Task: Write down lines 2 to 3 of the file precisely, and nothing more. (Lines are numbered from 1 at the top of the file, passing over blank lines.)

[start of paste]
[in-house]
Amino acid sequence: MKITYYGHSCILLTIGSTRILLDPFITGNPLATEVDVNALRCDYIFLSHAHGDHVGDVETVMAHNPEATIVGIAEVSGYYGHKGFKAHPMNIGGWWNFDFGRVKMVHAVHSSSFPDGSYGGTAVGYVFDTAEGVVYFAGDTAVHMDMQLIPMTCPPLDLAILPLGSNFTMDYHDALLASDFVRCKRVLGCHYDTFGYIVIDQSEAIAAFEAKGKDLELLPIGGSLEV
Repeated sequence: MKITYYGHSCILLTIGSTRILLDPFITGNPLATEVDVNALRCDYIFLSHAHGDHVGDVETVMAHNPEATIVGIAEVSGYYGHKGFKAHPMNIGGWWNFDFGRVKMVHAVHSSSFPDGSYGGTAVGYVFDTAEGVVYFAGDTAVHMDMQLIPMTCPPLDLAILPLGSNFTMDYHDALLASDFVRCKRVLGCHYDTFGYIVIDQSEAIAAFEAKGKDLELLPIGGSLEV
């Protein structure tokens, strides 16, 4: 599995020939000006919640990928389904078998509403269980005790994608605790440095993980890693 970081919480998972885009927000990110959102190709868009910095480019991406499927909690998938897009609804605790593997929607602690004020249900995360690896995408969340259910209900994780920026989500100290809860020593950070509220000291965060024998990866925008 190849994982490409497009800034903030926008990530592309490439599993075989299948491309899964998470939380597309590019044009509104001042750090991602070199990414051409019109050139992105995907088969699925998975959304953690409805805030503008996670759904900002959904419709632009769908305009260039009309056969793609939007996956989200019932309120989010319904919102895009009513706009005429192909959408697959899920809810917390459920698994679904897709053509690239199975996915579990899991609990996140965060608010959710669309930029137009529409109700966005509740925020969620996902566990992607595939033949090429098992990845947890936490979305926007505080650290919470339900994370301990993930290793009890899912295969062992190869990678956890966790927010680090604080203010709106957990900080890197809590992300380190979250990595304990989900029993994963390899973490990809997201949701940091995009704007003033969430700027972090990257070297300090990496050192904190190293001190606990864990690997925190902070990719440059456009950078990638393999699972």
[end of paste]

Amino acid sequence: MKITYYGHSCILLTIGSTRILLDPFITGNPLATEVDVNALRCDYIFLSHAHGDHVGDVETVMAHNPEATIVGIAEVSGYYGHKGFKAHPMNIGGWWNFDFGRVKMVHAVHSSSFPDGSYGGTAVGYVFDTAEGVVYFAGDTAVHMDMQLIPMTCPPLDLAILPLGSNFTMDYHDALLASDFVRCKRVLGCHYDTFGYIVIDQSEAIAAFEAKGKDLELLPIGGSLEV
Repeated sequence: MKITYYGHSCILLTIGSTRILLDPFITGNPLATEVDVNALRCDYIFLSHAHGDHVGDVETVMAHNPEATIVGIAEVSGYYGHKGFKAHPMNIGGWWNFDFGRVKMVHAVHSSSFPDGSYGGTAVGYVFDTAEGVVYFAGDTAVHMDMQLIPMTCPPLDLAILPLGSNFTMDYHDALLASDFVRCKRVLGCHYDTFGYIVIDQSEAIAAFEAKGKDLELLPIGGSLEV